While many of the restaurants on Broadway and Telegraph are flourishing in the bustling Uptown neighborhood, another restaurant has permanently changed the definition of fine dining in the city, earning Oakland’s first Michelin Star.

Commis Chef-Owner James Syhabout has spent time in some of the finest international kitchens in the world. But when he started his first restaurant, he knew it would be in Oakland, where he has lived for decades.

“Oakland needed a revival, especially in terms of fine dining. And when you grow up in Oakland, it is different because you understand the culture,” he said.

Syhabout said that culture is not what may be perceived by many people who just watch TV or read the newspaper and don’t actually visit the city. “Every big city has its own problems and tough neighborhoods. Oakland is no different. But there are so many positive things that stand out in the city. You just never hear about them.”

Trying to change some of those perceptions in his own way, Syhabout opened Commis in June of 2009. From the instant it opened even to today, the restaurant and Syhabout have received mostly rave reviews and tremendous accolades, including becoming Oakland’s first restaurant to earn a Michelin Star in 2010. Commis repeated that feat in 2011 and 2012. The restaurant is a meld of Syhabout’s technique-driven food with a certain fine dining aspect that was lacking in Oakland. “This is a different experience that many people in Oakland have never seen before,” he said.

Commis offers an almost zen-like culinary experience for diners. Each dish is meticulously crafted with a real sense of almost artistic creativity. And fellow chefs in the city have taken notice. “James was the first to really bring that technique-driven style of restaurant that you often see in San Francisco to Oakland,” said Russell Moore, Chef-Owner of Camino. “A lot of us grew up with the Chez Panisse model and he took parts of that and added his own personal touch. He definitely opened up the door to more creativity in the kitchen.”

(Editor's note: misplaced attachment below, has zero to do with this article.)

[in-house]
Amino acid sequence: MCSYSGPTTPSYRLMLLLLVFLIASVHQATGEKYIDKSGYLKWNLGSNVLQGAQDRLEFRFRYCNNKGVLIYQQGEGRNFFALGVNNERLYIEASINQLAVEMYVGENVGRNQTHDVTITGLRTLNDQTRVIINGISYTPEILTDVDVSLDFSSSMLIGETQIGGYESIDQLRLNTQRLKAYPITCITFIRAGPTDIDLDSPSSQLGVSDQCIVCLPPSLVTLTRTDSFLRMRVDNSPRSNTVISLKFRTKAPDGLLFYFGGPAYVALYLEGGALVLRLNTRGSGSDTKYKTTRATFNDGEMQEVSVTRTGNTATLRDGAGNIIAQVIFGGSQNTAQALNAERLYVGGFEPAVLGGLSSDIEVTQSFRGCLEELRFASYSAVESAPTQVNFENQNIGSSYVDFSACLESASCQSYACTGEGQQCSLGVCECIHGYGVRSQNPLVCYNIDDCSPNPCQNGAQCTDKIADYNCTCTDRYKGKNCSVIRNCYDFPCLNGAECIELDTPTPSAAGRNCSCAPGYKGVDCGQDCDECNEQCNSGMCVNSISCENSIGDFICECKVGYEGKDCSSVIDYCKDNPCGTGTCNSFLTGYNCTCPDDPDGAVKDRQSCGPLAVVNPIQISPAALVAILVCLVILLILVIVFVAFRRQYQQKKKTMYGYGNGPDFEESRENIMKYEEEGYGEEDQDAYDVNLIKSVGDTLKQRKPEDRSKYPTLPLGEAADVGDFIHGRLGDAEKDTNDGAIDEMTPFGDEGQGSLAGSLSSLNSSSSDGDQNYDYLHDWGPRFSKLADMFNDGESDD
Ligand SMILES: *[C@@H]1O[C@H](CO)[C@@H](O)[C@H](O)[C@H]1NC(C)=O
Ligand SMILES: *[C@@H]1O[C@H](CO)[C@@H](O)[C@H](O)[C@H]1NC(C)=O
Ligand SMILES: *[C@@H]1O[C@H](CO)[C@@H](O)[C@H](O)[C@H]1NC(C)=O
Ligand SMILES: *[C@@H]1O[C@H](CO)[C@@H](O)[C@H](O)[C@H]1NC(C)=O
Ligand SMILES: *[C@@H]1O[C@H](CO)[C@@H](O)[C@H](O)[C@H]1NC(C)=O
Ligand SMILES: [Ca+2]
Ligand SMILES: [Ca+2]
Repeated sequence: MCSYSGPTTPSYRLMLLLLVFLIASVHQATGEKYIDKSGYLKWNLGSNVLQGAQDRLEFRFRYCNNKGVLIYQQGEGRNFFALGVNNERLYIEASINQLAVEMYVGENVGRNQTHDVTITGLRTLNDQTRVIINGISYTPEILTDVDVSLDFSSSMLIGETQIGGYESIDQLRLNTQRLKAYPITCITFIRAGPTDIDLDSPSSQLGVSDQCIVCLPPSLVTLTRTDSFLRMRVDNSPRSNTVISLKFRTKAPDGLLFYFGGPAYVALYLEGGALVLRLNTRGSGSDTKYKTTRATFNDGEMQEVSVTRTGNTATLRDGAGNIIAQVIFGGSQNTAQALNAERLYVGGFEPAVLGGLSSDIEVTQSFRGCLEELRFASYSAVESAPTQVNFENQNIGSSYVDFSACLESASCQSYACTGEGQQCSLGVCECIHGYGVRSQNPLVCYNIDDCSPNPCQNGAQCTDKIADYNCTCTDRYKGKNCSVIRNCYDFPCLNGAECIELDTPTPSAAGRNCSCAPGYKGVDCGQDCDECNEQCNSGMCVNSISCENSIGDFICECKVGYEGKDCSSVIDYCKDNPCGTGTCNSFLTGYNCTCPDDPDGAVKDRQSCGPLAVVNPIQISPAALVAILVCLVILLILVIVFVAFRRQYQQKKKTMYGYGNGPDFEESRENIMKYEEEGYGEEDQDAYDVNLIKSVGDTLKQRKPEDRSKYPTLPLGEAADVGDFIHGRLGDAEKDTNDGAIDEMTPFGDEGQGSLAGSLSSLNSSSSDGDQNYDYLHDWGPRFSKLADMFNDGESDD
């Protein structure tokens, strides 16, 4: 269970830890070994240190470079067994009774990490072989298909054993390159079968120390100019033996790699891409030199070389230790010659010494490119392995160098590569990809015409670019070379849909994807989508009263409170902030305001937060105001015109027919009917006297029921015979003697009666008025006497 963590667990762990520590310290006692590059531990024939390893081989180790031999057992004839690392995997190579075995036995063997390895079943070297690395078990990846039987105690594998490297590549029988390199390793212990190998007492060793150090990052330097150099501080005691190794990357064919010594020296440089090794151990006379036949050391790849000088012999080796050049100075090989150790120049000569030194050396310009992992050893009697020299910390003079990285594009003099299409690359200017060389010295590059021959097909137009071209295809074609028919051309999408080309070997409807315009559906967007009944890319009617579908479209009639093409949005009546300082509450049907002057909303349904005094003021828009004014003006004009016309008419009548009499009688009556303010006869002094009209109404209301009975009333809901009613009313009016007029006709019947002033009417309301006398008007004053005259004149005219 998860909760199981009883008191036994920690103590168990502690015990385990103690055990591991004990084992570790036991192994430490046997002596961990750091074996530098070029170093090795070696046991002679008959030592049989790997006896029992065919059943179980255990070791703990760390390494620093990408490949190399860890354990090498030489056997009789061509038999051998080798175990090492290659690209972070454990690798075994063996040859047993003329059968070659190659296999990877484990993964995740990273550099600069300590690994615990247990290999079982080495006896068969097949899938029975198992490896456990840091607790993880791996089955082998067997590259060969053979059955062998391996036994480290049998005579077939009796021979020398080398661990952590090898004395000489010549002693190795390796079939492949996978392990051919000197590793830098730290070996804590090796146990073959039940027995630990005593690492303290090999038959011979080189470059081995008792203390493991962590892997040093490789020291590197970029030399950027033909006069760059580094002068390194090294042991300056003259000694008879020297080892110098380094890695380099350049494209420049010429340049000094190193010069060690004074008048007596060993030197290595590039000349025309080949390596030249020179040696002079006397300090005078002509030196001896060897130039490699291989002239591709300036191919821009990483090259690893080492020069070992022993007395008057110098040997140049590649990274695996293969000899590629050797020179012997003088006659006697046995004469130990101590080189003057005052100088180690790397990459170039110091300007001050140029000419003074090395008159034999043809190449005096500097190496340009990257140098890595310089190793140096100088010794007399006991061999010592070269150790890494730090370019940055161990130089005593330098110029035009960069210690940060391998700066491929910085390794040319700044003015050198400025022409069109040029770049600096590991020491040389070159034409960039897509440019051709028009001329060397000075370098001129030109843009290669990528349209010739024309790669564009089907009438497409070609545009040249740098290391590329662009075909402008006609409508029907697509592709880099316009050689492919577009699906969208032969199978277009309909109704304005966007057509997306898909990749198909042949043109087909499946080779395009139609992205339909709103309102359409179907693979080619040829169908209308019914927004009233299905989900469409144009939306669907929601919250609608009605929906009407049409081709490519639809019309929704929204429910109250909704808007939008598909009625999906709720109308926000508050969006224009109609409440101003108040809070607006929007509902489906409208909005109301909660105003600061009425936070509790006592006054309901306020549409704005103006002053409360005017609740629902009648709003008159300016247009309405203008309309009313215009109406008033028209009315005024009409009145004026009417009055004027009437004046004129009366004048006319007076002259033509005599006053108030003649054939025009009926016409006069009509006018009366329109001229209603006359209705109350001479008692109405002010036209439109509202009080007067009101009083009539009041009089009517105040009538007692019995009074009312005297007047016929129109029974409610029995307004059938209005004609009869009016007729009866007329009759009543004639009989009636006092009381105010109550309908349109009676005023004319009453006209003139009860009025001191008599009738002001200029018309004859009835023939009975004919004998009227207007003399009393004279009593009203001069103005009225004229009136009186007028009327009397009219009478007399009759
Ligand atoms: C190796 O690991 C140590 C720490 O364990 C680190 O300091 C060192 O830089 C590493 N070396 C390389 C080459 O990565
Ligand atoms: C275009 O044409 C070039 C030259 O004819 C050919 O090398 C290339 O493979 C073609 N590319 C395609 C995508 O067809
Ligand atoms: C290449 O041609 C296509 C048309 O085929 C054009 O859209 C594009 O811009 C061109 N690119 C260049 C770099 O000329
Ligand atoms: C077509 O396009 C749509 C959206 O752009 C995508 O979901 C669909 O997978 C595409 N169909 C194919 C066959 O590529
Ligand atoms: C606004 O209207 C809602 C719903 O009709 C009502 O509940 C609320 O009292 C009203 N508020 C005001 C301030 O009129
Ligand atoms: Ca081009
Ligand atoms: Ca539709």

Chef Daniel Patterson, who in his own ways changed many ideas of what fine dining should be in San Francisco, appreciates what Syhabout is doing in his kitchen. “There are plenty of restaurants that have come to exemplify Oakland, whether it’s Oliveto’s for fine dining or Pizzaiolo. But from a cooking standpoint, James really brought something different to the table,” he said. “He is creating beautiful dishes and has such an ambitious way of cooking.”

Syhabout recently opened a more casual dining spot Uptown called Hawker Fare, which he said “tells the story about the neighborhood where he grew up.” It focuses more on Asian street food he grew up with and is an ode to his mother, who worked in East Bay restaurants for decades. “Hawker Fare is more of a personal venture. it truly represents who I am,” said Syhabout. “But Commis is all about what I love to do. The cuisine is what I have learned in my lifetime. It can’t really be categorized.”

Syhabout said he loves where he is right now. “I never had a thought of opening a restaurant in San Francisco. That just wasn’t me,” he said. He also loves visiting other restaurants in Oakland. “The main difference between San Francisco and Oakland is the concentration of restaurants in neighborhoods. You actually have to travel to get to certain spots in Oakland. But there are so many great neighborhoods and restaurants. It’s exciting for the city to see so many great restaurant people here. The more the merrier.”

While it may not be the first restaurant in Oakland to be called a destination dining spot, Commis is one of the first to truly capture the attention of food enthusiasts across the entire Bay Area and the nation.

Coming up on Wednesday, a look at a significant real estate venture that is finally taking some shape on the waterfront.

 

 

Photo Credit: Connie Kim